Pulitzer Prize Winners Reflect the Worldview

Pulitzer Prize Winners Reflect the Worldview


pulitzer prize

The Pulitzer Prize winners were announced Monday, April 18, 2016. This year marks the 100th year of the Pulitzer Prize being awarded to journalists who embody Joseph Pulitzer’s high standard of reporting. The celebrated stories and journalists truly capture the controversial and complicated moments of current times.

Through the list of Pulitzer Prize categories and its winners, the reported coverage reflects the truth within the current world. These current times may reflect how much has changed, however, there is even more that remains the same.

No matter the category, from public service to breaking news and photography. The current worldview reflects back in every Pulitzer Prize winner’s story. More often than not, it seems this mirror does not reflect a pretty image.

The view of the world may fold across time, as if nothing has changed, besides the names in the reports. Pulitzer Prize-winning stories uncover slave labor that still exists across large parts of the world and shows the repetition of human suffering across periods of time. These reports have brought light and exposure to a world that keeps growing smaller through technology, yet demonstrates how people’s lives are worlds apart.

The theme of these reports is the true reflection of how Pulitzer Prizes document the issues affecting the worldview throughout history. The winners have the same passion in changing the world, as those before them. Looking to uncover stories that change lives. Many of these stories mark how history and the present are not much different.

Reports exposing systematic corruption in the public sectors of the United States is reminiscent of previous periods in history. Under the local reporting category; three reporters Michael LaForgia, Cara Fitzpatrick, and Lisa Gartner won the Pulitzer Prize working for the Tampa Bay Times. The judges chose them for exposing, “a local school board’s culpability in turning some county schools into failure factories.” The reporters discovered that over eight years; five elementary schools, in predominately black areas, became the worst schools in Florida.

The school board took no action while children failed and teachers left the school. The district was accused of “educational malpractice” by the federal education secretary.

While some stories seem to always be in the headlines, focusing on the plight of the people who currently exist, these winners also show an early glimpse of what will grow into bigger stories in the future.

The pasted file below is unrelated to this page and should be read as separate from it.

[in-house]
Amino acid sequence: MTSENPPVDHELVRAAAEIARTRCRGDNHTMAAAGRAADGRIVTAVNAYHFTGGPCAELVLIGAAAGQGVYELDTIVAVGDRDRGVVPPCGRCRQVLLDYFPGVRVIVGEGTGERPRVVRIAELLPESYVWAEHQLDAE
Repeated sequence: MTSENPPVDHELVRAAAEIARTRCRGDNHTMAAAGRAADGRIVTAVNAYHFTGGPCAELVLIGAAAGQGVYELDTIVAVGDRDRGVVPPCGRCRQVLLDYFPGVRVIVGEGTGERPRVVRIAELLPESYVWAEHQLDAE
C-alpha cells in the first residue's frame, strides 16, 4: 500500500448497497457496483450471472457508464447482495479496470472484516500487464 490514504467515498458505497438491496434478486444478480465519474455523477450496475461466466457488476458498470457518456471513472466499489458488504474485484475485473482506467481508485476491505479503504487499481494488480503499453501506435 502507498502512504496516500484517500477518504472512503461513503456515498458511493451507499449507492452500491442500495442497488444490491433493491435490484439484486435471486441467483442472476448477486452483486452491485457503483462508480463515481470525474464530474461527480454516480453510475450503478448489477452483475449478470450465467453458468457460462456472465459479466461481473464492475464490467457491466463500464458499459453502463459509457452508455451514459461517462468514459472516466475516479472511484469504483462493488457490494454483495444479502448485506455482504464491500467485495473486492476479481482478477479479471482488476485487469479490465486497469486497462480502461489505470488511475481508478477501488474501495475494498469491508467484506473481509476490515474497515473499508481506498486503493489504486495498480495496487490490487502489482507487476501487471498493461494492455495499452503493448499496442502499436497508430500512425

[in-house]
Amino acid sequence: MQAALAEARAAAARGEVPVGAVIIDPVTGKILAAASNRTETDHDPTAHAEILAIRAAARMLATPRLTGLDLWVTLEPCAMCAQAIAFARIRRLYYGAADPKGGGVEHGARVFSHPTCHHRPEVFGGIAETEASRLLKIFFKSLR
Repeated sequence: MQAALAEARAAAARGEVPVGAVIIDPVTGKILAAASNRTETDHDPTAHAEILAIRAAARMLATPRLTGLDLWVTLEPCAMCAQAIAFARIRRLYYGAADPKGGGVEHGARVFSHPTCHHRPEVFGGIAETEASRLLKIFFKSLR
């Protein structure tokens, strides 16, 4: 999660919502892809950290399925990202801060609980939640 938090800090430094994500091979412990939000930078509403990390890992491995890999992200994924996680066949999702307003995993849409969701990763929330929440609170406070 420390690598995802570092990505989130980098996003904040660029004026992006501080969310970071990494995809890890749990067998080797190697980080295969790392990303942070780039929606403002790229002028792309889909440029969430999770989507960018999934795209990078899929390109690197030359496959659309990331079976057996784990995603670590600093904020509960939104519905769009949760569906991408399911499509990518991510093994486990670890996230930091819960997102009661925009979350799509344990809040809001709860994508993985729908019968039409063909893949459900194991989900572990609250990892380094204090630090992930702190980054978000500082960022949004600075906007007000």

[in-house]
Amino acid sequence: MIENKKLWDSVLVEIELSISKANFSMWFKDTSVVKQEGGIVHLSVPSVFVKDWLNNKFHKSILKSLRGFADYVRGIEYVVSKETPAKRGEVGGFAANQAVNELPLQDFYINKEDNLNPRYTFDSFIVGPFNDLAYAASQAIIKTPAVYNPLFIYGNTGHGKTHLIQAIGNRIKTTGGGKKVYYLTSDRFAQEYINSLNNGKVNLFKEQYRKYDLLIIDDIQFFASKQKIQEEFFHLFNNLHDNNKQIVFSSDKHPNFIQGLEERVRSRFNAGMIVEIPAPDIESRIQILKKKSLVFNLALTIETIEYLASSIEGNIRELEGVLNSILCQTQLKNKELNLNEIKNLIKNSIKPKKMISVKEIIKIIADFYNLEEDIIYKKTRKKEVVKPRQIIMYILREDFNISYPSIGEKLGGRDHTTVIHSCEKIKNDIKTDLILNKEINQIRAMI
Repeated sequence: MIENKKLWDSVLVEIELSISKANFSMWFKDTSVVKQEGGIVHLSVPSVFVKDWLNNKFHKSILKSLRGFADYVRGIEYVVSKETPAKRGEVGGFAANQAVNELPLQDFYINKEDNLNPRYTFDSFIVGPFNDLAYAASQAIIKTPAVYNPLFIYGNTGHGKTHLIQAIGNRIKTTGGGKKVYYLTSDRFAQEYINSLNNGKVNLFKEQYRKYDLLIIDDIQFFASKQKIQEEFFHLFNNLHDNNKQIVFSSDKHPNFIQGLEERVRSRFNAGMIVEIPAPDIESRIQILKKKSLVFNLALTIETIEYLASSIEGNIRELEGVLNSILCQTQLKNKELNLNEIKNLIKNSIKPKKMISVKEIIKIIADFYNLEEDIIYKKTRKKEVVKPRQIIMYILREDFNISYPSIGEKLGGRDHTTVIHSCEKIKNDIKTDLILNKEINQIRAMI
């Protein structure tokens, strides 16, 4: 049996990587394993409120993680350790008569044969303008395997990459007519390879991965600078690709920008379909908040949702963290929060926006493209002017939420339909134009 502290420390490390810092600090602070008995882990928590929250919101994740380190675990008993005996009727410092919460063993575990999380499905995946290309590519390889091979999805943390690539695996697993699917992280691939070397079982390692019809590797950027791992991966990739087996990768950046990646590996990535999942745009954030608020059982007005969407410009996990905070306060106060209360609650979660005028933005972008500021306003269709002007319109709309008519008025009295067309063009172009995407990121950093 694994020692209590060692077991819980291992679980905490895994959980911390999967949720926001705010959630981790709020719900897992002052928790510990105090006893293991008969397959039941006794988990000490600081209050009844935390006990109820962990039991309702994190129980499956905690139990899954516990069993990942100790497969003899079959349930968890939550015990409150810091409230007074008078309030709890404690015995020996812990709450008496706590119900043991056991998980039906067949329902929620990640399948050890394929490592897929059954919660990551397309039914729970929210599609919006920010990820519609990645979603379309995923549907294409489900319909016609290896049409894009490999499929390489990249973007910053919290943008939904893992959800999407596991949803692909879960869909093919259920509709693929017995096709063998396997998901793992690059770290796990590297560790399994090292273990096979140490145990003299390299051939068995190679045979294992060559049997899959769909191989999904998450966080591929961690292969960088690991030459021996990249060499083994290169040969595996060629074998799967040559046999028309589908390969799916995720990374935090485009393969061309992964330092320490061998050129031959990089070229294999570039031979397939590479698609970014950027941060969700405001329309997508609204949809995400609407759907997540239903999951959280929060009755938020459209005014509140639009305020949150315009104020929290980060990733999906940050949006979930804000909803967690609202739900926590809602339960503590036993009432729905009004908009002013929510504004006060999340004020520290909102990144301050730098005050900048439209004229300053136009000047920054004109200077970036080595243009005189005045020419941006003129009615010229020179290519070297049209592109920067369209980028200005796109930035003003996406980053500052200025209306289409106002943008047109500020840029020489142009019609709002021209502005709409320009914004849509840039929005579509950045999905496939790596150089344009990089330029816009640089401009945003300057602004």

While weather phenomena and tragedies, like hurricanes and earthquakes, have devastated the world time and time again, climate change is a more recent area of reporting. Looking at how these phenomena will be tracked, alongside how the world is physically changing, will be a new reflection on the worldview. The Pulitzer Prize for feature writing was awarded to Kathryn Schulz.

Schulz’s investigation of the Cascadia subduction zone, a fault line that threatens to unleash the worst natural disaster in North American history, of which, would completely destroy the Pacific Northwest with an earthquake and subsequent tsunami.

Stories reflecting how the physical world is changing will be tracked historically through Pulitzer Prize winners. This has the opportunity to slowly replace the human tragedy that separates our world and bring people closer together. The Pulitzer prize can mark the plight of people connecting through the commonality of the world and has the potential to merge worldviews. As natural disasters occur in various areas of the world, those events will have a ripple effect across the world’s entire surface.

When the Pulitzer Prize was created, in the 19th century, it was meant to be an incentive for journalists to excel. The Pulitzer Prize, like the times, has evolved to show the current age. However, the Pulitzer remains timeless in its reflection of the worldview.

By Gichele Cocrelle
Edited by Jeanette Smith


Pulitzer: History of The Pulitzer Prize
Money CNN: 100th Pulitzer Prizes Announced
New York Times: 2016 Pulitzer Prize winners

Photo courtesy of Cliff Flickr account all creative commons license